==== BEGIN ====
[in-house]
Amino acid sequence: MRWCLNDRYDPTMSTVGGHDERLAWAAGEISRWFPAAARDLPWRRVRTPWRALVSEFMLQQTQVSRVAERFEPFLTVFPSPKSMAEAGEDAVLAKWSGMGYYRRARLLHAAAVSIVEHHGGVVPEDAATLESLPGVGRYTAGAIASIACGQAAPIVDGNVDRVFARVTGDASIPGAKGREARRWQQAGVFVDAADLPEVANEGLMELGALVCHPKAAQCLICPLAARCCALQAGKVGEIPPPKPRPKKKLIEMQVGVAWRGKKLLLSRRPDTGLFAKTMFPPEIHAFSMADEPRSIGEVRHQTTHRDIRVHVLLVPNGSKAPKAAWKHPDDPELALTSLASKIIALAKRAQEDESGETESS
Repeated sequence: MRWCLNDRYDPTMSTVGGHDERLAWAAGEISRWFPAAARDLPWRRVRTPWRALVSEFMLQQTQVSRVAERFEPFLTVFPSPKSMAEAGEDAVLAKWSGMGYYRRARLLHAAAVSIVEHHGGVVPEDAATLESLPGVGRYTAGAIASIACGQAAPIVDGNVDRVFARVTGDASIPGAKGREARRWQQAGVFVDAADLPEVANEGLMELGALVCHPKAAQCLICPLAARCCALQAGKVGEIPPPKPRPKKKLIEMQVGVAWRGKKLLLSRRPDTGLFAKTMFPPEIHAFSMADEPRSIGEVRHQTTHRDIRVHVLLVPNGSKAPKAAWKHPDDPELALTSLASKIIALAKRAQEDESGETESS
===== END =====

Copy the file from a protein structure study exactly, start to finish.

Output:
[in-house]
Amino acid sequence: MRWCLNDRYDPTMSTVGGHDERLAWAAGEISRWFPAAARDLPWRRVRTPWRALVSEFMLQQTQVSRVAERFEPFLTVFPSPKSMAEAGEDAVLAKWSGMGYYRRARLLHAAAVSIVEHHGGVVPEDAATLESLPGVGRYTAGAIASIACGQAAPIVDGNVDRVFARVTGDASIPGAKGREARRWQQAGVFVDAADLPEVANEGLMELGALVCHPKAAQCLICPLAARCCALQAGKVGEIPPPKPRPKKKLIEMQVGVAWRGKKLLLSRRPDTGLFAKTMFPPEIHAFSMADEPRSIGEVRHQTTHRDIRVHVLLVPNGSKAPKAAWKHPDDPELALTSLASKIIALAKRAQEDESGETESS
Repeated sequence: MRWCLNDRYDPTMSTVGGHDERLAWAAGEISRWFPAAARDLPWRRVRTPWRALVSEFMLQQTQVSRVAERFEPFLTVFPSPKSMAEAGEDAVLAKWSGMGYYRRARLLHAAAVSIVEHHGGVVPEDAATLESLPGVGRYTAGAIASIACGQAAPIVDGNVDRVFARVTGDASIPGAKGREARRWQQAGVFVDAADLPEVANEGLMELGALVCHPKAAQCLICPLAARCCALQAGKVGEIPPPKPRPKKKLIEMQVGVAWRGKKLLLSRRPDTGLFAKTMFPPEIHAFSMADEPRSIGEVRHQTTHRDIRVHVLLVPNGSKAPKAAWKHPDDPELALTSLASKIIALAKRAQEDESGETESS